The Supreme Stench

There’s a definite theme to today’s posts. First, Michael F then Cassandra expressed their indignation over oral arguments in Dobbs v. Jackson Women’s Health Organization hereinafter just plain Dobbs.  Far be it from me to break the chain of righteous indignation at the GOP, the MSM, and a SCOTUS on which Justices Thomas and Alito seem to be the dominant members.

Abortion has long been the GOP’s political catspaw. Raging against Roe v. Wade became mandatory in the 1980’s. Poppy Bush was pro-choice before becoming Veep and he downplayed his flip-flop on the issue for many years. After Bush’s defeat in 1992, Republicans were briefly in disarray over whether culture war issues should have dominated the Bush campaign. The culture warriors won the argument and the Gingrichification of the GOP commenced.

The politics of abortion rights has cut in the GOP’s favor since the 1994 Gingrich wave election. Limitations on Casey v. Planned Parenthood’s undue burden test began to pile up. That secured the fealty of the religious right to the GOP and the winnowing out of pro-choice Republicans. Conservatives such as Barry Goldwater were pro-choice because they were against government overreach in all aspects of life. Those days are long gone.

A majority of Americans has always been pro-choice, but they’ve been out shouted by the so-called pro-lifers. You know what they say about the squeaky wheel. Nobody squeaks louder than the anti-choice right. They may well get their way in the wake of Dobbs, but there’s another old adage at work here: Careful what you wish for. The GOP was better off having abortion as an issue. It’s unclear what form the backlash will take, but it will come.

I discussed my frustration yesterday at how people have ignored Casey and overstressed Roe. That was not the case in the courtroom on Wednesday. Mississippi solicitor general Scott Stewart mounted a sustained attack on Casey’s undue burden standard which prompted Justice Sonia Sotomayor to say this:

What hasn’t been at issue, in the last 30 years, is the line that Casey drew of viability. There has been some difference of opinion with respect to undue burden, but the right of a woman to choose, the right to control her own body, has been clearly set since Casey and never challenged. You want us to reject that line of viability and adopt something different. Fifteen justices over 50 years, or I should say 30 since Casey, have reaffirmed that basic, viability line. Four have said, no. Two of them, members of this Court, but 15 justices have said, yes, of varying political backgrounds.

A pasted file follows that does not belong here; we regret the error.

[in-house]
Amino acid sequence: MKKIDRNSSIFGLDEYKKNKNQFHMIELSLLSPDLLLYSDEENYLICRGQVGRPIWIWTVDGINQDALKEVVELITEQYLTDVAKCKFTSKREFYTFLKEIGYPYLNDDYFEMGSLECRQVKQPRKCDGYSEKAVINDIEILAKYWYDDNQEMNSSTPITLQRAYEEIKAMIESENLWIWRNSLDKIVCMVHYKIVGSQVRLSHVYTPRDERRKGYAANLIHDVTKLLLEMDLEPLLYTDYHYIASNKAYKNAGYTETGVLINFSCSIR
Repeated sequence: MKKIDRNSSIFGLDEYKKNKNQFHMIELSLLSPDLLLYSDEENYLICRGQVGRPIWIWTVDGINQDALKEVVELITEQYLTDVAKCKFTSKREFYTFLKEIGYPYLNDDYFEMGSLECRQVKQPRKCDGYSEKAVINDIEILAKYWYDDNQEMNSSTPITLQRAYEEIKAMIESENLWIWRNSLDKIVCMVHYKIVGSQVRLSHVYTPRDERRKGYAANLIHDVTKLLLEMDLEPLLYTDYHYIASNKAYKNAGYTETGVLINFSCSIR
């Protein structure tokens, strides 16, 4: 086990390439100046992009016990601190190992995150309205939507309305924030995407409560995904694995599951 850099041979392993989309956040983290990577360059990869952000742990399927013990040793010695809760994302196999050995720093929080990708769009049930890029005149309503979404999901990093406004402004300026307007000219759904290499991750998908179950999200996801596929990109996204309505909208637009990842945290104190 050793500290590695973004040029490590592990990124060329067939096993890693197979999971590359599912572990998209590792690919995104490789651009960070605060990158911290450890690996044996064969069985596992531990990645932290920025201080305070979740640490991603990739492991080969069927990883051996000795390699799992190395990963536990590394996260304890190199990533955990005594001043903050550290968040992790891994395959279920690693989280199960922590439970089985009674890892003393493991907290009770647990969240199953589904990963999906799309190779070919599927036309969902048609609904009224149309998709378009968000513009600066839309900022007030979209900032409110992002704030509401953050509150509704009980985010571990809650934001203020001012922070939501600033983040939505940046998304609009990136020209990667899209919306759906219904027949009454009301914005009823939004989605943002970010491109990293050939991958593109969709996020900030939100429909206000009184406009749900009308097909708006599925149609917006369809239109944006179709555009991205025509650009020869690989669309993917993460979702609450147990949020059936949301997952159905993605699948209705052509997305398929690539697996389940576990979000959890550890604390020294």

Now, the sponsors of this bill, the House bill, in Mississippi said, “We’re doing it because we have new justices.” The newest ban that Mississippi has put in place, the six week ban, the Senate sponsor said, “We’re doing it because we have new justices on the Supreme Court.”

Will this institution survive the stench that this creates in the public perception that the Constitution and its reading are just political acts? I don’t see how it is possible. It’s what Casey talked about when it talked about watershed decisions. Some of them, Brown versus Board of Education, it mentioned, and this one have such an entrenched set of expectations in our society, that this is what the court decided this is what we will follow. That we won’t be able to survive if people believe that everything, including New York versus Sullivan, I could name any other set of rights, including the Second Amendment, by the way. There are many political people who believe the Court erred in seeing this as a personal right, as opposed to a militia right. If people actually believe that it’s all political, how will we survive? How will the Court survive?

I indulged in quote overkill because Justice Sotomayor’s point about the supreme stench is even more powerful in context. The stench of politics is greater than at any time in the court’s history. The previous peak stench was the 2000 election case, Bush v. Gore. The best thing John Roberts has done as Chief Justice is to tamp down the stench of politics emanating from court radicals such as Thomas and Alito, The rule of six may render that task impossible.

Predicting the outcomes of SCOTUS cases from oral argument is a mug’s game. It looks as if the Mississippi law will be upheld but it’s unclear as to whether Roe and Casey will be placed in a box or overruled. Roberts prefers the former. I suspect that he’ll vote with the other five GOP nominees in order to assign himself the opinion. What happens from that point is a mystery. Roberts has to talk either Kavanaugh or Barrett off the ledge with arguments about stare decisis and the court’s legitimacy. I’m not sure if he can pull it off.

The last time I used the featured image of Justices O’Connor, Sotomayor, Ginsburg, and Kagan the post received a scathing comment about O’Connor’s inclusion. I stood by it then and stand by it now. Justice O’Connor was a pragmatic woman with a legislative background. She steered the court to a moderate, sensible outcome in Casey and established the undue burden standard that is under siege in Dobbs. It makes one nostalgic for Republican appointees such as O’Connor, Kennedy, Souter, Blackmun, and Powell. The backlash to their pragmatism resulted in the Federalist Society’s reign of error over SCOTUS, alas.

The supreme stench was slow in coming and will take time to expunge. Other rights are imperiled by the ascendance of Thomas and Alito. It’s going to be a long hard slog with an uncertain outcome. Try not to let the bastards grind you down.

Like Justice Sotomayor, I’m concerned about the stench emanating from SCOTUS. Unlike her, it gave me an earworm. The last word goes to The Byrds: